Why aren't all houses built with soalr panels in the roof? We have a big problem with an energy shortage in a few years time. we need an integrated energy solution and windfarms are a help but not the solution. Nulear is not a solution (to expensive and to dangerous).
    Getting our new nuclear power stations but and run by the Japanese is NOT a solution either. Power Will be expensive in the future

  • rate this

    Comment number 630.

    I'm sorry to burst any bubbles... we have to go green. End of. Argument over. We either stamp our feet now and do it later or we do it now. Our call. If you don;t see this go suck on a tailpipe.

  • rate this

    Comment number 629.

    One fact the 'anti' wind turbine lobby seem to conveniently ignore, is that the wind will not increase in price in the future, unlike depleting resources like oil or gas. Looking at turbines for 20 years seems to be a small price to pay for energy price independence, particularly if it contributes to keeping the lights on when the ageing coal power stations are decommissioned.

  • rate this

    Comment number 628.

    What seems to be missing on this issue is the honest evaluation as to whether this technology is viable without the significant subsidies, that we as tax payers and energy consumers are"billed" for.
    Would the manufacturers and energy suppliers realistically fund a system that would not be profitable?

  • rate this

    Comment number 627.

    I think that a lot of people commenting with remarks similar to "Oh poor dears who have to have the view from their country mansions ruined" need to recognise that it isn't the rich who are having the windfarms placed on their doorstep, it's average people who happen to live in the country-side. Likewise, the primary concern isn't their view but the noise from the things!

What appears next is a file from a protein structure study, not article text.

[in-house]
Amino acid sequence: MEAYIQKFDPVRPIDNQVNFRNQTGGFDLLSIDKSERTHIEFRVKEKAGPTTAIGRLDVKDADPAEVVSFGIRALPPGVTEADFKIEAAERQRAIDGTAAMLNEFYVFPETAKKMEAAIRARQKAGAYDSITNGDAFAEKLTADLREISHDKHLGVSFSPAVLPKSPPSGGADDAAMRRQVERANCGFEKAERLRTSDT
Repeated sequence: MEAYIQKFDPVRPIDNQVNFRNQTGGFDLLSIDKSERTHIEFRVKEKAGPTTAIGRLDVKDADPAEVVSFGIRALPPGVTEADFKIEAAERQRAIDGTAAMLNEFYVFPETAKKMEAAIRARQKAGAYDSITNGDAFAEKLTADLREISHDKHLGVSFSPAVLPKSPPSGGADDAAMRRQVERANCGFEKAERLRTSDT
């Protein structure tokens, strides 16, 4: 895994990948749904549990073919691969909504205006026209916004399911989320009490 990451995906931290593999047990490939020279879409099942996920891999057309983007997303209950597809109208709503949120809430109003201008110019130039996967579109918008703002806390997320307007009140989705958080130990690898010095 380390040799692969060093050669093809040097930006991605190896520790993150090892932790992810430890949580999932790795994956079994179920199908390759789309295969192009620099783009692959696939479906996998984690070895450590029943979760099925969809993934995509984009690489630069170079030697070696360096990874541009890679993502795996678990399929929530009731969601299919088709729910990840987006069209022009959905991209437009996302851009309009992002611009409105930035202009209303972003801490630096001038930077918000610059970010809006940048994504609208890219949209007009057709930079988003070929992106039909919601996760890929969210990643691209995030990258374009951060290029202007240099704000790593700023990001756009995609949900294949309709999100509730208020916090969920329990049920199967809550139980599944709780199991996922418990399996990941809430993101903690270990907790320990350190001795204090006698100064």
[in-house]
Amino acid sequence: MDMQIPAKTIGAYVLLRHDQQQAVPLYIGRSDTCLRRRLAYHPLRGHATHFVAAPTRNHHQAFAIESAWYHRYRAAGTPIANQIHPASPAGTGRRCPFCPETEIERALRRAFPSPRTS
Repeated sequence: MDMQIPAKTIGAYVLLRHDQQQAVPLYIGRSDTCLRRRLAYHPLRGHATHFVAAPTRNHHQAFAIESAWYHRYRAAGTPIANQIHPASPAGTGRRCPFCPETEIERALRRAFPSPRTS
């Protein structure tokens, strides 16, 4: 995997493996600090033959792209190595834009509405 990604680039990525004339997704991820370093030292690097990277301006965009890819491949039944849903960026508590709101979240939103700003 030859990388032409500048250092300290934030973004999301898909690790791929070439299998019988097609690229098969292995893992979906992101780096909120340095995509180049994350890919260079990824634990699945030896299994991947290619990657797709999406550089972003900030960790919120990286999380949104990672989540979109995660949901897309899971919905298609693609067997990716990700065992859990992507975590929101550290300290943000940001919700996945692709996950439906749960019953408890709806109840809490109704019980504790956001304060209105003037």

• rate this

    Comment number 626.

    One thing I find disappointing is, new wind farms appear to be equipped with very old blade designs. Blades with a better aerodynamic design around the root have been proved to be 20% more efficient.

  • rate this

    Comment number 625.

    We live in Lincolnshire and have a wind farm only a few miles away, we also have a gas fired power station the same distance in the opposite direction.

    I know which one I'd rather look at.

  • rate this

    Comment number 624.

    Most useless and expensive producers of power ever!
    No wind? Pay the utilities company compensation!
    High wind? Pay etc.etc.etc.
    What a farce--foreign companies take then down from
    their own places overseas and erect them here where we
    pay the vast cost of them.

  • rate this

    Comment number 623.

    It really doesn't matter what your view of wind turbines is, there's no way we can provide guaranteed power to 60+ million people (whatever the weather) without nuclear.

  • rate this

    Comment number 622.

    560. Current tech limits generation will increase as tech is improved. Also good siting & tricks such as adding 30° slopes for the wind to hit first before been fed into farm vastly improve output.What estimates? first they are just that & unless you have the source data don't believe what you hear. Co2 is but a very small part of climate change far too much fixation on it. Politics not sense.

  • rate this

    Comment number 621.

    I don't hear too many calls to get rid of those unsightly windmills in Holland.

  • rate this

    Comment number 620.

    Please do not believe that everyone in Lincolnshire, or anywhere on the East coast, is the "Nimby" who hates windfarms. Our main objection is that we do not actually receive any benefit from it. Offer us say, a 20% reduction in energy prices and you can put one in my area. If I can get free energy, put one in my back yard!
    If we are going to have these things, where's the advantage?

  • rate this

    Comment number 619.

    I'm pretty sure that wind turbines are dangerous for birds. But then so are cars....

  • rate this

    Comment number 618.

    @612 Mary Parsons - wind farms are not dangerous for birds if they are sited sensibly. Builidng them in the south of Spain on known migration routes for tens of thousands of birds is daft. There are plenty of places to put them where they have no significant impact on birds.